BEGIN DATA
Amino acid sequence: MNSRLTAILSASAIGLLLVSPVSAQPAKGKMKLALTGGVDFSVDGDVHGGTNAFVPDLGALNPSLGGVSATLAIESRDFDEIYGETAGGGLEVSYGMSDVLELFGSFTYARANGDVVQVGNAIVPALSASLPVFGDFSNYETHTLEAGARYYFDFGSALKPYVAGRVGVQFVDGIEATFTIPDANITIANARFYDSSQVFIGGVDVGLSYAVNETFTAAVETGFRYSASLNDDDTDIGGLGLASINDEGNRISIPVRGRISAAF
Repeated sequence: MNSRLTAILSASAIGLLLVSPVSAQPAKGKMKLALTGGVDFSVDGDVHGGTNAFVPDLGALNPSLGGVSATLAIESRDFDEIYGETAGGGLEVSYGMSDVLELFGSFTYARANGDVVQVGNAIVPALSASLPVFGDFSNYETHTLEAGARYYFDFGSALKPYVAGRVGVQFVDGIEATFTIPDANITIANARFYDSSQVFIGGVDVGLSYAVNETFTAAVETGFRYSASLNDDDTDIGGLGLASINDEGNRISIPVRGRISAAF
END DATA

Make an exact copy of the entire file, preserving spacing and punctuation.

Amino acid sequence: MNSRLTAILSASAIGLLLVSPVSAQPAKGKMKLALTGGVDFSVDGDVHGGTNAFVPDLGALNPSLGGVSATLAIESRDFDEIYGETAGGGLEVSYGMSDVLELFGSFTYARANGDVVQVGNAIVPALSASLPVFGDFSNYETHTLEAGARYYFDFGSALKPYVAGRVGVQFVDGIEATFTIPDANITIANARFYDSSQVFIGGVDVGLSYAVNETFTAAVETGFRYSASLNDDDTDIGGLGLASINDEGNRISIPVRGRISAAF
Repeated sequence: MNSRLTAILSASAIGLLLVSPVSAQPAKGKMKLALTGGVDFSVDGDVHGGTNAFVPDLGALNPSLGGVSATLAIESRDFDEIYGETAGGGLEVSYGMSDVLELFGSFTYARANGDVVQVGNAIVPALSASLPVFGDFSNYETHTLEAGARYYFDFGSALKPYVAGRVGVQFVDGIEATFTIPDANITIANARFYDSSQVFIGGVDVGLSYAVNETFTAAVETGFRYSASLNDDDTDIGGLGLASINDEGNRISIPVRGRISAAF